Originally posted here by Lansing_Banda
So pwarning, if you don't use namespace std, then what do you do, define everything before your programs?
Instead of writing:

using namespace std

cout << "Like this\n";
I use:

std::cout << "Like this instead" << std::endl;
In other words, every time I use cout, I write it in full including the namespace - i.e. std::cout. Same for std::endl, std::cin etc.

Originally posted here by White_Eskimo

I bet he does what any half-smart programmer would do which is put all of the using std directives into a header file and then before he writes his programs, he just types in #include "directives.h" and viola he has everything he wanted (if you read my tutorial about the preprocessor you would know how to do this )
Nope, never used that - although it would be the most sensible way to go about it if I was going to skip the namespaces. The thing is, I'm not anti-using namespace because it requires extra lines etc., but because it defies the whole point of having namespaces in the first place. I use std::cout all the time and it always compiles and works as I expect.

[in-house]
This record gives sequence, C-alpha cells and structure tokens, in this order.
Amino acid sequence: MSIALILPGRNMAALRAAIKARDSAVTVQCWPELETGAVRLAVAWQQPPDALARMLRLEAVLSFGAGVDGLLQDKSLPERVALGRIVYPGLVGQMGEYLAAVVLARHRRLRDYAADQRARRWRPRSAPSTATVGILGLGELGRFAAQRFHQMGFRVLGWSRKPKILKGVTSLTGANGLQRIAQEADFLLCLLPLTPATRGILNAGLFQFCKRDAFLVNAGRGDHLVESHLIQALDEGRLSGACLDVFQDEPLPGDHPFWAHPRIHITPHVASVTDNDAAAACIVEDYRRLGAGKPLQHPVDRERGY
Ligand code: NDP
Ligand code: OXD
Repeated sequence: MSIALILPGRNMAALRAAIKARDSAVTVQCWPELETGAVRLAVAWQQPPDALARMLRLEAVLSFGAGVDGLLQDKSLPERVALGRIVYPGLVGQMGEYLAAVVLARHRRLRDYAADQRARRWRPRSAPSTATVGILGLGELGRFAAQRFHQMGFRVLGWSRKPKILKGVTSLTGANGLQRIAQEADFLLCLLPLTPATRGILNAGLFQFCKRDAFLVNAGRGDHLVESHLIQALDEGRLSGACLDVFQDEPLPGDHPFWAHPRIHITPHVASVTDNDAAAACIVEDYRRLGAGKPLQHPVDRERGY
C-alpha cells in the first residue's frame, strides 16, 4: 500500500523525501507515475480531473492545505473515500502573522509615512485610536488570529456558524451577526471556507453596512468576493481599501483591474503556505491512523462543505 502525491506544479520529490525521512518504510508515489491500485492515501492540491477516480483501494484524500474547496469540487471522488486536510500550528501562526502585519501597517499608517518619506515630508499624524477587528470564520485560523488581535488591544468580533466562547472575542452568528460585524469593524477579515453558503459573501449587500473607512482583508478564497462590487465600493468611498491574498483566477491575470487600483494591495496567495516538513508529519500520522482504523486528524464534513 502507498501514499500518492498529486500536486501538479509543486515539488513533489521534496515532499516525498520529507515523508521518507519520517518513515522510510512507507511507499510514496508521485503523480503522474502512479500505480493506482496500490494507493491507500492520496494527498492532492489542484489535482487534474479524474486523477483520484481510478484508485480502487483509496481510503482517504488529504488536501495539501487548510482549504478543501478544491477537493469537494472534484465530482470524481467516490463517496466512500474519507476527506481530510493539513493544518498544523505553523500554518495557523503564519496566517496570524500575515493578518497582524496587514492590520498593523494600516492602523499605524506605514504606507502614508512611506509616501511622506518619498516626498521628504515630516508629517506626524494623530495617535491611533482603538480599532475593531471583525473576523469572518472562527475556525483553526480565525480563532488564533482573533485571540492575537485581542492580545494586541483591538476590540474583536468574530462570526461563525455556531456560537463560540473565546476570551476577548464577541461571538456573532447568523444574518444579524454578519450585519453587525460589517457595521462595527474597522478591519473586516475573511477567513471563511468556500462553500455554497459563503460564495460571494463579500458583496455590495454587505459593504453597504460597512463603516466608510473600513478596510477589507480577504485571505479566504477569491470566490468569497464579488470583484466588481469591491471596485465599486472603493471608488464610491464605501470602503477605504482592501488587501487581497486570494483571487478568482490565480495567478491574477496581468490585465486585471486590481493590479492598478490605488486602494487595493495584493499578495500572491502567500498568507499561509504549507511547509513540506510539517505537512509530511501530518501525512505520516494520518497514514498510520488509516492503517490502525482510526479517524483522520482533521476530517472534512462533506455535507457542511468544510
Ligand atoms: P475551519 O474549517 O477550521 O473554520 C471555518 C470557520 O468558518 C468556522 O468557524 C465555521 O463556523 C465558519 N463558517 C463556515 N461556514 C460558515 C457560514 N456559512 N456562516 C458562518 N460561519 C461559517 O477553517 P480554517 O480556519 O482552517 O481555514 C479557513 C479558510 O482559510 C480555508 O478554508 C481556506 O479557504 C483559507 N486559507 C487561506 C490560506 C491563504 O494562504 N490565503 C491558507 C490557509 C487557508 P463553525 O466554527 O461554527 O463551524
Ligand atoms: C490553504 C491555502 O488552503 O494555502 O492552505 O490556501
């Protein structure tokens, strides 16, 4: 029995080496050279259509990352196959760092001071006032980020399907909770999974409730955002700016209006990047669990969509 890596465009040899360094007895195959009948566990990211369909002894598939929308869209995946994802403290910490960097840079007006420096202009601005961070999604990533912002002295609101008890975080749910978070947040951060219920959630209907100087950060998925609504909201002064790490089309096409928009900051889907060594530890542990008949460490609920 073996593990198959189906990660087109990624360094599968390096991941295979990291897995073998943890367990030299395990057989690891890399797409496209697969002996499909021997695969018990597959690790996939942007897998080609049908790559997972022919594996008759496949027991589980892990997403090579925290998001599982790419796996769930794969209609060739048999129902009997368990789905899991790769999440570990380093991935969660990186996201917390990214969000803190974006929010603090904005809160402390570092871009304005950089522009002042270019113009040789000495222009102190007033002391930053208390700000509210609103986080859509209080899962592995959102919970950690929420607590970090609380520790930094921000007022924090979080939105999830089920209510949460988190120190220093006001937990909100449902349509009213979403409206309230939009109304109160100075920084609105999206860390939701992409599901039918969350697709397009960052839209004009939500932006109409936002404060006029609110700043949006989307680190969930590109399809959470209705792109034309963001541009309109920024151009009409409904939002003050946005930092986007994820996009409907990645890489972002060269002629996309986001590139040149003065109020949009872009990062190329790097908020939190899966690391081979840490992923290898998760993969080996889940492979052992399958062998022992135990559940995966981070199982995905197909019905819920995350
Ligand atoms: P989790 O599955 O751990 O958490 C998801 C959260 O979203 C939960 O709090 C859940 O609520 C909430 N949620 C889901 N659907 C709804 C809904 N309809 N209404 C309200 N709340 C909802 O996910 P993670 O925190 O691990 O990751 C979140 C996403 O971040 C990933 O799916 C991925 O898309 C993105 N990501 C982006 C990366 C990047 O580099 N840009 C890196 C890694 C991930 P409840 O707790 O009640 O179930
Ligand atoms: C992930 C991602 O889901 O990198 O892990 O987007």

Originally posted here by White_Eskimo

Yup pwarning you are right there...also you could do something by calling the flush() function in the iostream library that will flush the buffer for you...an example of this in code would look something like this:

Anyways, the only problem about using the flush() function that is built in to your iostream library is that it doesnt skip a line like endl does
Of course, there's nothing stopping you from flushing the output explicitly using the flush() function - if that's all you want to do. However, if you're going to add a newline anyway, you might as well use std::endl. It's a matter of using the best tool for the job at hand.